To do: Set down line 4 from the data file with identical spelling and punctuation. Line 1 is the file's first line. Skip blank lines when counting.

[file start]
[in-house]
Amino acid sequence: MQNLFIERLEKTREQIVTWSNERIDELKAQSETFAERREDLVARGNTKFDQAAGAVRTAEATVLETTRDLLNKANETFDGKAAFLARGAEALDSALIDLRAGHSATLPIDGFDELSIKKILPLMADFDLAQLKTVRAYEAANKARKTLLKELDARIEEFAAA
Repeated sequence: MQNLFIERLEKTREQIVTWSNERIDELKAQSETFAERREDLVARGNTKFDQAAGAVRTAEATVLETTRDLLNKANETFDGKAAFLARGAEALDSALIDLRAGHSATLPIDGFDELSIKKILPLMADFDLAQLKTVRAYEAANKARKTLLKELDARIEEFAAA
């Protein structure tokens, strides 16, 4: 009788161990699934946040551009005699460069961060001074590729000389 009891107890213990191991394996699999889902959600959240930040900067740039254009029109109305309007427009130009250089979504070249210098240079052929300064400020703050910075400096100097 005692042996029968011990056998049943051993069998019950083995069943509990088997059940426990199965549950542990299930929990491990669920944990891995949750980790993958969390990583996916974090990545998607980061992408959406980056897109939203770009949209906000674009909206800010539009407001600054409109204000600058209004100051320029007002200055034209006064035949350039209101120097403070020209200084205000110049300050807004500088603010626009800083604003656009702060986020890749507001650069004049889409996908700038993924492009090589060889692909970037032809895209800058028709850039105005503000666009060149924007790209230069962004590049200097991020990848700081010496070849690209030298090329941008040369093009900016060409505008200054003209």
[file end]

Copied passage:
């Protein structure tokens, strides 16, 4: 009788161990699934946040551009005699460069961060001074590729000389 009891107890213990191991394996699999889902959600959240930040900067740039254009029109109305309007427009130009250089979504070249210098240079052929300064400020703050910075400096100097 005692042996029968011990056998049943051993069998019950083995069943509990088997059940426990199965549950542990299930929990491990669920944990891995949750980790993958969390990583996916974090990545998607980061992408959406980056897109939203770009949209906000674009909206800010539009407001600054409109204000600058209004100051320029007002200055034209006064035949350039209101120097403070020209200084205000110049300050807004500088603010626009800083604003656009702060986020890749507001650069004049889409996908700038993924492009090589060889692909970037032809895209800058028709850039105005503000666009060149924007790209230069962004590049200097991020990848700081010496070849690209030298090329941008040369093009900016060409505008200054003209």